Weigh up your long term goals and short term needs: These days even the government guaranteed programs are offering some pretty whiz-bang options that help you get into a home or ease the burden of increasing property values. In many cases a few years of 'interest only' while not paying down your pinciple can buy you time. In the few years you are holding the loan balance at the original sale price--your property may increase in value. If you waited to buy or refinance in 2 or 3 years the rates could easily exceed what you can afford.

Be very upfront about your situation:
While the whole process of borrowing money can be a uncomfortable, it's very important you let your lender know what is really going on so they can take everything into account and save time and heartaches. If you wait to tell them you are leaving your job to start your own company--even if you have income to cover the shift to self employment--you could be very disappointed when the underwriter calls to verify your employment and your loan is turned down the day after you sign. Loans for stated income or 'no ratios' may cost a little more but do the job without the disappointment.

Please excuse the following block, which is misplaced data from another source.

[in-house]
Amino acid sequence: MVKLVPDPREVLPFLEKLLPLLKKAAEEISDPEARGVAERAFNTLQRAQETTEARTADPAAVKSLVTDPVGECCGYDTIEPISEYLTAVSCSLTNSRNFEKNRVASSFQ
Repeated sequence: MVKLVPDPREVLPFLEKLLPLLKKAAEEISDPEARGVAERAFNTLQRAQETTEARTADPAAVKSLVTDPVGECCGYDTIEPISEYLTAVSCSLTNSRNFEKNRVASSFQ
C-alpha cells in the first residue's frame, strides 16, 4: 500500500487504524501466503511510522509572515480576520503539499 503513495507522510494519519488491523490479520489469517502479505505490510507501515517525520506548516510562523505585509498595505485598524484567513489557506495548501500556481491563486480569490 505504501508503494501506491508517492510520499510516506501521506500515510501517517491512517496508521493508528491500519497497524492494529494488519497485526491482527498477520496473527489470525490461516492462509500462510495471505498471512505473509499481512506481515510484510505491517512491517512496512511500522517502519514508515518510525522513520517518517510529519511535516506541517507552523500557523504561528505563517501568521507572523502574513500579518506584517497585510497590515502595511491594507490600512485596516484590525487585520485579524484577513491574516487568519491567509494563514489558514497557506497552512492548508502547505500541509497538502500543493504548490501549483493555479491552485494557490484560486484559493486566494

Be a good borrower:
Get your documents in on time and be in communication with your realtor or seller to keep things moving. A dead loan is the one waiting for information that keeps finding it's way to the bottom of the pile. Time is money in this business.

Fish or cut bait:
If you like to shop around with lenders and fiddle with online offers your credit score will take a beating. Limit your loan shopping to a 2 week 'de-duping period' and don't make it harder for your lender to offer you the product you truly deserve! If you picked a professional to work with you then you should feel comfortable to let them do their job. If your mortgage lender or banker doesn't get back to you quickly with good ideas you can terminate your agreement (so they don't keep loan shopping on your behalf) and ask around for someone who will help you achieve your personal vision. It's really not a good idea to have more than one lender workng for you because that causes multiple inquiries on your credit at the time you need your score the highest.